Talk:Card scraper

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I took out a sentence because I don't know what it means, but it doesn't look appropriate for the article...

Card scrapers can also be used to remove the finish from old furniture surfaces. Once the technique is mastered, large fluffy shavings with extremely unlikely tearout problems can be made. Witness David Marks on Woodworks from DIY network.

~ Booyabazooka 19:18, 11 Sep 2004 (UTC)

Card scrapers with "burr already properly turned"[edit]

"Alternatively, some vendors of wood working tools sell card scrapers with the burr already properly turned."

I'm not disputing that these exist, although I haven't come across them. I find myself wondering how feasible this idea is, given that the burr on a card scraper does not last all that long before it needs to be recreated, so even if you bought a scraper that had a ready to cut burr on it, you would still need to learn how to turn the burr at some point, unless you just throw them away and buy new ones, which would be silly. I know of scrapers such as the Scarsten which does not need the edge to be tuned, but it is a different principle to the card scraper and it has disposable blades. Can anyone shed any light? SilentC 04:37, 31 July 2006 (UTC)


This would be a much better article with a picture or two :) Erk|Talk -- I like traffic lights -- 03:38, 20 November 2006 (UTC)


I would be interested to see some discussion of the hardness of scapers as I know that they are available in different hardnesses. Is harder better? The article states that they can be made from old saw blades. Would this include modern disposable 'hardpoint' saws? (talk) 18:34, 11 March 2009 (UTC)

Card scraper IS also correctly called a cabinet scraper[edit]

I have only a few years experience with card scrapers and woodworking. I do have an interest in cautious modifications of English language definitions. This is my first entry into the Wikipedia world, so please be forgiving of any errors of fact, style, or decorum.

I propose that in the first sentence of the article:

"A card scraper (also incorrectly called as a cabinet scraper which is actually a different tool) is a woodworking shaping and finishing tool."

there are two errors that should be corrected.

1. I believe that the phrase in parentheses: "(also incorrectly called as a cabinet scraper which is actually a different tool)" is an untrue statement.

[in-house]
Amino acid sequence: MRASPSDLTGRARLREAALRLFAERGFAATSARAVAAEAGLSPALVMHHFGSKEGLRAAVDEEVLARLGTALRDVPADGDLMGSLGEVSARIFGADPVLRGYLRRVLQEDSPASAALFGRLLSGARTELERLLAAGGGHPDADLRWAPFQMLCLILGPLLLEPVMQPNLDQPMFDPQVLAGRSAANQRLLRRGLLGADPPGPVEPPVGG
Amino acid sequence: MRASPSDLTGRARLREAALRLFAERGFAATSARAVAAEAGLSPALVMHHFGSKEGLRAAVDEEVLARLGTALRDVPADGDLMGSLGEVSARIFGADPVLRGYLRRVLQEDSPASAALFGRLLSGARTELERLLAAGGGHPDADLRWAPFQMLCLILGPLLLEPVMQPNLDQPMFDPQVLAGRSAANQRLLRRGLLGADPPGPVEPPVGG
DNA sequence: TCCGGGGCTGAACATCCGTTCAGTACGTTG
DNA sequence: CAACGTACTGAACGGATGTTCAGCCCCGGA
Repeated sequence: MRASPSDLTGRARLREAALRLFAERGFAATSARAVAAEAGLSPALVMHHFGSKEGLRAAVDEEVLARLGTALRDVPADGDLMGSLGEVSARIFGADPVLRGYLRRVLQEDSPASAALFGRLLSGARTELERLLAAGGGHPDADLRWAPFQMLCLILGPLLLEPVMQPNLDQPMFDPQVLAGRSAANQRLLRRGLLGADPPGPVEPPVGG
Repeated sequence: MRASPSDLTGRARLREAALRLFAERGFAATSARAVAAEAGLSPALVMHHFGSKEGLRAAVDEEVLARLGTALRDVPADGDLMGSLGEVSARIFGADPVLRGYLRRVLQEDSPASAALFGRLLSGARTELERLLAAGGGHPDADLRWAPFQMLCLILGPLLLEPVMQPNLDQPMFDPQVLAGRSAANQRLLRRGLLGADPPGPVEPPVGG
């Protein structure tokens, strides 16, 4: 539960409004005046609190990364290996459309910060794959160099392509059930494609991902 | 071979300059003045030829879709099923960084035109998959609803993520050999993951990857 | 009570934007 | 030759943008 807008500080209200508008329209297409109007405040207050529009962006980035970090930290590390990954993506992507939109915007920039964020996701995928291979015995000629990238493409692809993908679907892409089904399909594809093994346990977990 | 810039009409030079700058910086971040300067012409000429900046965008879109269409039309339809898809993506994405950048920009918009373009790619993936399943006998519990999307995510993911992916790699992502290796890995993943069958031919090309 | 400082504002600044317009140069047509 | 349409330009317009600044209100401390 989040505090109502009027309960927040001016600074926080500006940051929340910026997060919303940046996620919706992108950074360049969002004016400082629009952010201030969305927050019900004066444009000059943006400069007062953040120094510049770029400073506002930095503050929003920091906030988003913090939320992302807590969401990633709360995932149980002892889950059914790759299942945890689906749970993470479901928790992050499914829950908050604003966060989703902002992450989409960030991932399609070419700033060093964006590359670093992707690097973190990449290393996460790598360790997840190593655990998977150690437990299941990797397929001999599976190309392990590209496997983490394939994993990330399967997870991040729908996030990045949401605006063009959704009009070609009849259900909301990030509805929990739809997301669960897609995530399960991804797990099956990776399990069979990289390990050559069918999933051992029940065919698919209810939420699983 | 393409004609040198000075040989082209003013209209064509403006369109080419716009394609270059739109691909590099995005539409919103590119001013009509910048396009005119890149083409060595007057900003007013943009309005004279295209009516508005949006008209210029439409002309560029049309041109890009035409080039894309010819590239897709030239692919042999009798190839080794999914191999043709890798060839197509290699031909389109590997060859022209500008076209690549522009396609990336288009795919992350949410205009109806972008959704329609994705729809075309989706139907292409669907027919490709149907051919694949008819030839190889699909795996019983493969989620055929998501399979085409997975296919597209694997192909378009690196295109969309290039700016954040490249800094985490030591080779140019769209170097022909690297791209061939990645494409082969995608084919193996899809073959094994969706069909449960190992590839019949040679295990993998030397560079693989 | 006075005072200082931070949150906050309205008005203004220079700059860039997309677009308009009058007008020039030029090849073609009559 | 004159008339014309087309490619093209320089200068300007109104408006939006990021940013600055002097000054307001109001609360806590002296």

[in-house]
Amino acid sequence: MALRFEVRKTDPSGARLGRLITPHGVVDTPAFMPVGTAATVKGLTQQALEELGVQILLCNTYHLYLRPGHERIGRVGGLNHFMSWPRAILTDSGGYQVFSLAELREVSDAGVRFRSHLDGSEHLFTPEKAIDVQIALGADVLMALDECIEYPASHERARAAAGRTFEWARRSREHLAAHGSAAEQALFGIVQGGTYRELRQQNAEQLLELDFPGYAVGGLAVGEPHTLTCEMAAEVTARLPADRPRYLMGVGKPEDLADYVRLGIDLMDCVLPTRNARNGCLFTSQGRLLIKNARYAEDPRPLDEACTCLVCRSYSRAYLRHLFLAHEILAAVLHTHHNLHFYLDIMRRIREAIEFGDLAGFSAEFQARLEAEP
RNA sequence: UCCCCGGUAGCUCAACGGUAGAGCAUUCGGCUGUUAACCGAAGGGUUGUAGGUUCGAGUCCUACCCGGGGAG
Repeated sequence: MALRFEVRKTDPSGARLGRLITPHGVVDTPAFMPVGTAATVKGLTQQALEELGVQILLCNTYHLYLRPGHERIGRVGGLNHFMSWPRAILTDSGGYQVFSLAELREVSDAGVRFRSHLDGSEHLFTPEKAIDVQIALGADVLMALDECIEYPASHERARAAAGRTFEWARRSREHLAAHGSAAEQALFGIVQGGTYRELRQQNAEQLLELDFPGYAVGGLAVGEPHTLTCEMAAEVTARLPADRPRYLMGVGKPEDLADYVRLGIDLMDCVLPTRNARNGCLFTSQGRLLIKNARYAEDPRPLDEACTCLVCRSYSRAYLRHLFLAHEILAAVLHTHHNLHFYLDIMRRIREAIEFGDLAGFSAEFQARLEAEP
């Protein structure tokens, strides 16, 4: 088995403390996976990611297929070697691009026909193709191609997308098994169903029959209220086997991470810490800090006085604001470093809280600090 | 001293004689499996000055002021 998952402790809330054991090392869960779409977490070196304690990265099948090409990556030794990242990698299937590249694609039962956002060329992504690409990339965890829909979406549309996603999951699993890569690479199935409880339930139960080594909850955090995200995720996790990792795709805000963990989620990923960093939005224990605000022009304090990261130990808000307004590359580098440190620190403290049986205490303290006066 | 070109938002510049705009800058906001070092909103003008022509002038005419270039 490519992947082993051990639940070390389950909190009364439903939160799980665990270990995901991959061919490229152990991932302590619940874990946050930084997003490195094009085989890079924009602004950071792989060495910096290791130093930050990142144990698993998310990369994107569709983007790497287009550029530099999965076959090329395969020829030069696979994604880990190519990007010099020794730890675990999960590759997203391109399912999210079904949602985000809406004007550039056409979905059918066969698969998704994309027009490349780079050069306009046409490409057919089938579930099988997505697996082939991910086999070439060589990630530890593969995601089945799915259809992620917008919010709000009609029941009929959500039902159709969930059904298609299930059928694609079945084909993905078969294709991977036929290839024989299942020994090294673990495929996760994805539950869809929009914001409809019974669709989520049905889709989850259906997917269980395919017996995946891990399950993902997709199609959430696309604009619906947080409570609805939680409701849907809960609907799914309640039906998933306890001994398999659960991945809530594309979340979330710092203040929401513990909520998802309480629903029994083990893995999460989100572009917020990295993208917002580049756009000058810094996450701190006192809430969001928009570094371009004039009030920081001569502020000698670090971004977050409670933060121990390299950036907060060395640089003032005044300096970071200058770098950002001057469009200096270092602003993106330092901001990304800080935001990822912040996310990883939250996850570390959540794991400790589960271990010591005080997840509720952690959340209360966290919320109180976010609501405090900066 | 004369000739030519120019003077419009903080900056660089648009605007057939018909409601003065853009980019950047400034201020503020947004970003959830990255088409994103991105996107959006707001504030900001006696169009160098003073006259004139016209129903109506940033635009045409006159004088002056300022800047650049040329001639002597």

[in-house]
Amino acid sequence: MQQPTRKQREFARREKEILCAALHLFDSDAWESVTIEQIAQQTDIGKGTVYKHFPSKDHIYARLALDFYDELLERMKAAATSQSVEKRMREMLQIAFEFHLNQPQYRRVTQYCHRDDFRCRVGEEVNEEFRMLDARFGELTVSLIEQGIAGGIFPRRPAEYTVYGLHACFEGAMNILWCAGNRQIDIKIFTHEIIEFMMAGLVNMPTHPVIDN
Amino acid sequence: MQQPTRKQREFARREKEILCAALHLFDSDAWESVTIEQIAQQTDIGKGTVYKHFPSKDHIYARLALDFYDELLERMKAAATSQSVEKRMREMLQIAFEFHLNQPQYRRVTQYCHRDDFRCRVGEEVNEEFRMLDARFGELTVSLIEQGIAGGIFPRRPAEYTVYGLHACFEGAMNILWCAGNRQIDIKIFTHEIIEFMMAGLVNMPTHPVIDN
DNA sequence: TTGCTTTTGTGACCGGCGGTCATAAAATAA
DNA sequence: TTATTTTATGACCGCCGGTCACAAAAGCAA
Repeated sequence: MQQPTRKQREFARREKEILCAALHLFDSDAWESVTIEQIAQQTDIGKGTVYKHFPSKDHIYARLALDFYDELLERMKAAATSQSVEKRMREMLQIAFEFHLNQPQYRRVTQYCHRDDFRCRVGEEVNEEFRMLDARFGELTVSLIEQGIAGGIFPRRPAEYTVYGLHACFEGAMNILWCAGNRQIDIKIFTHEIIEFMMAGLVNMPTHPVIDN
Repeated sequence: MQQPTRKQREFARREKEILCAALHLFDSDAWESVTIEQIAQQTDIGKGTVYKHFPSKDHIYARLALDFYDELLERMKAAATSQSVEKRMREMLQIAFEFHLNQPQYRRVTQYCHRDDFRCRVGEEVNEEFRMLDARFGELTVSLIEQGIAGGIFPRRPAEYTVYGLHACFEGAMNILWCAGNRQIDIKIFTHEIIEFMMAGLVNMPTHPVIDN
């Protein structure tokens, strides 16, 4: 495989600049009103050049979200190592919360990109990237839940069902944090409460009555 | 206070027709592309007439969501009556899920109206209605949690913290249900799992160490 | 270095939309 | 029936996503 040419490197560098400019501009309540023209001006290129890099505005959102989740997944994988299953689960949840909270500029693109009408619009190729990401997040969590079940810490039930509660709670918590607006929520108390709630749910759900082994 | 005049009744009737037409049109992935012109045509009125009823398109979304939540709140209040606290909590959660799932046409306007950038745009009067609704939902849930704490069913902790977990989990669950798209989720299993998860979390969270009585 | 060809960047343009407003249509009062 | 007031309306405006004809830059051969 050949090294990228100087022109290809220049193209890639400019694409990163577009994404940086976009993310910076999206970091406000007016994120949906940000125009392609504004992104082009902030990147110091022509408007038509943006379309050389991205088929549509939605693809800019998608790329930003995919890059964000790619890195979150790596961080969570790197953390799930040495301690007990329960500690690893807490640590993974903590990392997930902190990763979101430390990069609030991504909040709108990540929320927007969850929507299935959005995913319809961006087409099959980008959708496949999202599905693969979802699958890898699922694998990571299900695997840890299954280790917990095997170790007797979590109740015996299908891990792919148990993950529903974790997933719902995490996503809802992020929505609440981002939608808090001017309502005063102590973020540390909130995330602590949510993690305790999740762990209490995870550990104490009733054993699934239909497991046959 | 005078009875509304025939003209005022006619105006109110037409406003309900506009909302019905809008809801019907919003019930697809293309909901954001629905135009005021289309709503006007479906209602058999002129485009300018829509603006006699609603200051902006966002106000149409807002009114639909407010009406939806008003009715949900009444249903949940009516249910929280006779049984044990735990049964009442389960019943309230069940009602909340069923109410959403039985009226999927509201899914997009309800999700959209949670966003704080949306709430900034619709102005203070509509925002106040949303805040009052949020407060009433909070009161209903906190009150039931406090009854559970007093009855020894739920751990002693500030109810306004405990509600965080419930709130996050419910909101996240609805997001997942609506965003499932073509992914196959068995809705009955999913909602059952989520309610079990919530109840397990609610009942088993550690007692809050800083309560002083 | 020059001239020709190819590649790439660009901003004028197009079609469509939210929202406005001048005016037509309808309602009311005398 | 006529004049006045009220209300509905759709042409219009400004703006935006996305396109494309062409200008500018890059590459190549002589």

I contend that a significant fraction of card scraper users use the term "cabinet scraper" to refer to the tools described in this article. Some of those users use the term cabinet scraper exclusively; others use the terms "card scraper" and "cabinet scraper" interchangeably.

I do agree that there is a separate tool, with a blade shaped like a plane with a beveled edge, that is also called a cabinet scraper.

a. The world of the search engine is in sharp variance to the definition of the article. As I use Google search now for Cabinet Scraper, the first 10 citations, a mix of discussions and articles for sale, refer 100% to the card scraper. This wikipedia article, the 7th citation on my result page, is the lone exception explaining a different tool.

b. The author Leonard Lee is an established leader of many decades in the field of woodworking. He is the founder of Lee Valley Tools, Veritas Tools, and the author of "The Complete Guide to Sharpening". 1995, The Taunton Press, Newtown, CT. In chapter 11 of that book, pp130-141, the "card scraper" is the sole topic of pp130-138, but he uses the terminology "cabinet scraper" exclusively, never "card scraper". On p139, he describes the beveled tool as a "scraper plane".

c. I attend classes at the Cabinet and Furniture Technology Department of Palomar College in San Marcos, California, near San Diego. The school is large, offers more than 70 courses, has multiple faculty members, and the student body covers a wide range of age and experience. It is my impression that members of this community sometimes use the term cabinet scraper for the tool in this article.

I propose changing the first sentence of this article to "A card scraper (also called a cabinet scraper) is a woodworking shaping and finishing tool."

2. Regardless of what terminology is more widely used, the prior author's decision to put the the phrase "cabinet scraper" in the first sentence gives inappropriate emphasis to a very minor point of terminology. The current location of "cabinet scraper" in this article means that this citation will appear high in any search for "cabinet scraper", thereby factually misleading the audience for both "card scraper" and "cabinet scraper" with these few key first sentence words. A better place for this word discussion might be in the disambiguation section of Cabinet Scraper.LLeander22 (talk) 23:02, 7 November 2015 (UTC)